We just played here 2 weeks ago, so my review is fresh.
I pulled in, there was no sign of any staff at the bag drop, around 7AM. This is not what I expect from a facility pretending to be a $95/round joint.
I took my bag with me to their gigantic range and proceded into the proshop, where I informed that their putting green was closed, but I would be expected to pay for range balls. Other high end coursesinclude the range balls and have a putting green. They also have ample staff at the bag drop, range, first tee. When I complained about paying full price for a place and expected full service and ammenities, the club manager comped my range balls.
The range facility would be 5 stars, except for one thing, its turf and there are no places to put a tee in the ground for hitting drivers. The range is large, well marked and has a number of targets. Their grass range looked small and wasn't offered to me.
On course, I thought that they did a good job with the construction. The biggest problem is that they crammed 18 holes into a space which is meant for 15 holes. The tees were in good shape, but the back 9 obviously hasn't been laser leveled like the front 9. The fairways are in good shape, but on the back 9 there are some holes which were soft and we haven't seen much rain. The greens are an enigma. They weren't receptive the full swing short iron approaches, but they rolled fairly slowly. Their sand traps were a little inconsistant, some were well filled others needed a fill.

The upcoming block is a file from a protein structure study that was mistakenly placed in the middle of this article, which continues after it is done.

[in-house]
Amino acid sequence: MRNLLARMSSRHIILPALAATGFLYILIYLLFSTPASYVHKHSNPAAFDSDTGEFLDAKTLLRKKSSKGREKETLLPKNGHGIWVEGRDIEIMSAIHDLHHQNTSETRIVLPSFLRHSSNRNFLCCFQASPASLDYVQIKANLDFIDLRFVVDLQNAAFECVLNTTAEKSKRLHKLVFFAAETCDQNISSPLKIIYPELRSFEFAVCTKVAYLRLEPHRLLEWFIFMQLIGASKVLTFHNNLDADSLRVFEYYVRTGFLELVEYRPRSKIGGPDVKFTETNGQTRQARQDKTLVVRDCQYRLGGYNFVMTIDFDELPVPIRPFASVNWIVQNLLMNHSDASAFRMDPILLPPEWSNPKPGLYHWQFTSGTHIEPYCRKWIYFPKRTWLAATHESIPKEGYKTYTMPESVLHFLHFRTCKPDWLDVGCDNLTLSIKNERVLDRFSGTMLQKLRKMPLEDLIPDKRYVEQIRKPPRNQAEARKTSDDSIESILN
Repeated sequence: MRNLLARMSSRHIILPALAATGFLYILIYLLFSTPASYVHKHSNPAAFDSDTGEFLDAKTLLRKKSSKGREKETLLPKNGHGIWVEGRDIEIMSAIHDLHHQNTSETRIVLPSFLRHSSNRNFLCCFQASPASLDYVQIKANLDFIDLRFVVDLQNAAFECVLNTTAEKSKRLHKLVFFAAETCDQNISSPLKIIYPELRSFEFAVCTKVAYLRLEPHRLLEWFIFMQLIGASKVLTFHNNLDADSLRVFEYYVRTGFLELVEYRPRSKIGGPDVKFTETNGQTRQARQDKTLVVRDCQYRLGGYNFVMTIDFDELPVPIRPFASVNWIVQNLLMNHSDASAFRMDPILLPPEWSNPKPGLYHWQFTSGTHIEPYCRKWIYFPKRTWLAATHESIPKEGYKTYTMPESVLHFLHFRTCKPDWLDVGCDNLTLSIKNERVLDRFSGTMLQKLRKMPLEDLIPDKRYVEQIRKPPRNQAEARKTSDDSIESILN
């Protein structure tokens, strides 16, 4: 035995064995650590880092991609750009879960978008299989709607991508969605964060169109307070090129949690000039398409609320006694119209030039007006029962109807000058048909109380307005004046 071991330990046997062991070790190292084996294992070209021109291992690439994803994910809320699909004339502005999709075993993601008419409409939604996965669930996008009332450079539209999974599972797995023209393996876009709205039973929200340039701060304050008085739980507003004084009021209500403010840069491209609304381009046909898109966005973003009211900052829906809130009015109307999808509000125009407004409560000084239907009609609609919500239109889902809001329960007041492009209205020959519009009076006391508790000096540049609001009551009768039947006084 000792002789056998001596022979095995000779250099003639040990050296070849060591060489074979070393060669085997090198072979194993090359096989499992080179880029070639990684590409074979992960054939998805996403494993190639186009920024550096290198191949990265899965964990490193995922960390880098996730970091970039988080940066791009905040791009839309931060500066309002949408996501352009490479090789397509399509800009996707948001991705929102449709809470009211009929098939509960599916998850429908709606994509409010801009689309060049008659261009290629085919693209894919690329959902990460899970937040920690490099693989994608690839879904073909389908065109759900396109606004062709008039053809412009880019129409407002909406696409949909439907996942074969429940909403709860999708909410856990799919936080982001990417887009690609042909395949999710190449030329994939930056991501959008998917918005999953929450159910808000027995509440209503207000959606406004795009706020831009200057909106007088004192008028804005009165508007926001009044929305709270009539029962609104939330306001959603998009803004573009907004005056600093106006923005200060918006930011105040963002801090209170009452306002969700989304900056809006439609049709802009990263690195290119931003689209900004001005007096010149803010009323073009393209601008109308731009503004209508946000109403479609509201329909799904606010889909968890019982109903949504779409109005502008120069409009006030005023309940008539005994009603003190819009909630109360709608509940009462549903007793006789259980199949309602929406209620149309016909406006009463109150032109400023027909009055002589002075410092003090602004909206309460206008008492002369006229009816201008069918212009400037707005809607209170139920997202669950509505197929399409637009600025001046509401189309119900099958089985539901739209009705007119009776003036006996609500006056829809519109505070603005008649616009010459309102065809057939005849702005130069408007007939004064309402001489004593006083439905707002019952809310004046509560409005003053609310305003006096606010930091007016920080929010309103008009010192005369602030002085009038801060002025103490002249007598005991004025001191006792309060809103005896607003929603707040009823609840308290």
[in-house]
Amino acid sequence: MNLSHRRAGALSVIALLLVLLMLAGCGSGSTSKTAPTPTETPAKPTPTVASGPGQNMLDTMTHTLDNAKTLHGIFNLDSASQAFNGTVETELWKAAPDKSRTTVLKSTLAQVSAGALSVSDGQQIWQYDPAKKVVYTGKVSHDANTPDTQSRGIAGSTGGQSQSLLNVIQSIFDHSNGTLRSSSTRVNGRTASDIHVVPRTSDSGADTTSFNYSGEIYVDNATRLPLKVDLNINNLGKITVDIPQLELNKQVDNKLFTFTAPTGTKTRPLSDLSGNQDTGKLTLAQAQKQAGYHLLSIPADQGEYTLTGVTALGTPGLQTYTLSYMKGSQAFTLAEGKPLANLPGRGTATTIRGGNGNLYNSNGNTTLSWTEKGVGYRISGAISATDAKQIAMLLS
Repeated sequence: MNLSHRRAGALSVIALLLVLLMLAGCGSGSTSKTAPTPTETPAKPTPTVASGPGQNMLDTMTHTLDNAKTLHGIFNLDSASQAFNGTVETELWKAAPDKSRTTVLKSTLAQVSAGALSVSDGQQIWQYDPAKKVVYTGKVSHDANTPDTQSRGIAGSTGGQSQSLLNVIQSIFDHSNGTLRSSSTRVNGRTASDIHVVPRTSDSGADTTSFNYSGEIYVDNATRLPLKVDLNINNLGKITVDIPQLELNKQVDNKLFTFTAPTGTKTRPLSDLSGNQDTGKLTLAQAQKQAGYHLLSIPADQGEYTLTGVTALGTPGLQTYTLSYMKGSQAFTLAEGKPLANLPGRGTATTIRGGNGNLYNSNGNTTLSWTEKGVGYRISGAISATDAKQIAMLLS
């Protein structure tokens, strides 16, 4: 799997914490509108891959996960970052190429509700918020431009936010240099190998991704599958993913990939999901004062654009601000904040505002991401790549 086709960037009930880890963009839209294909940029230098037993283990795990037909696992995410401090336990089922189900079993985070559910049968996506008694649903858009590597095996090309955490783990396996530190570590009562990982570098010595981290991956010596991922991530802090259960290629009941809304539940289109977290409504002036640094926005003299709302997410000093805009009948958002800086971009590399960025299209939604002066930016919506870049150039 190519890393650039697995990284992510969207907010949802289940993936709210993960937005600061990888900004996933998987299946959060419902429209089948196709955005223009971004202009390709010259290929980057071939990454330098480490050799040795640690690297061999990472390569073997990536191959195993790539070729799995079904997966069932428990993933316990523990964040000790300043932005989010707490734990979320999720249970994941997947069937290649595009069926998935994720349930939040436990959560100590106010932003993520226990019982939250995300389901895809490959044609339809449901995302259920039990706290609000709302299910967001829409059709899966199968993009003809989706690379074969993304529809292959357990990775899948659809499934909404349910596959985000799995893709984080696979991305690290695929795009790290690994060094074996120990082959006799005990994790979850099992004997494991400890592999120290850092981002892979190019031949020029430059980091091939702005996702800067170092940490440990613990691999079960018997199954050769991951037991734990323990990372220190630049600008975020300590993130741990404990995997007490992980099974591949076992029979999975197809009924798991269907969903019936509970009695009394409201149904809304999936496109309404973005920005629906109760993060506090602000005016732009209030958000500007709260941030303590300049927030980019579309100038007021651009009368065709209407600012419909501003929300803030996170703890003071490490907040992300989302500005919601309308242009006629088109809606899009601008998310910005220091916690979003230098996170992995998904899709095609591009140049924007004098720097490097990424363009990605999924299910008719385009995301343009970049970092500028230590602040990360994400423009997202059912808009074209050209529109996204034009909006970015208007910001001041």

A little local knowledge, GPS or yardage book would have really helped my score and playing experience. At 6200 yards, there were a lot of 3w/3i tee shots, but its not nearly as annoying as Avenel.
When I encountered staff on the course, they were very good and well trained. Pace of play was almost exactly 4:30 and we could have been a little faster. All around the course, we saw maintenance staff raking traps, trimming around the green, etc. Most local tracks are not doing the small things to keep the course in the kind of condition that warrants a top end greens fee.
There isn't a golf course in DC that isn't over priced and this place is no different. I don't know where people are coming up with $95-120 rounds of golf, but I have to wonder when someplace is going to close.
Coming along...pretty easy course. Convenient. Will take a couple years to mature properly, but has potential. Curious to see how much they charge for a round once all 18 come on line in May, 2010. For me, this course would not be worth paying more than $45 to play a full round. Nice practice facility, but $13 for a bucket of balls is ridiculous.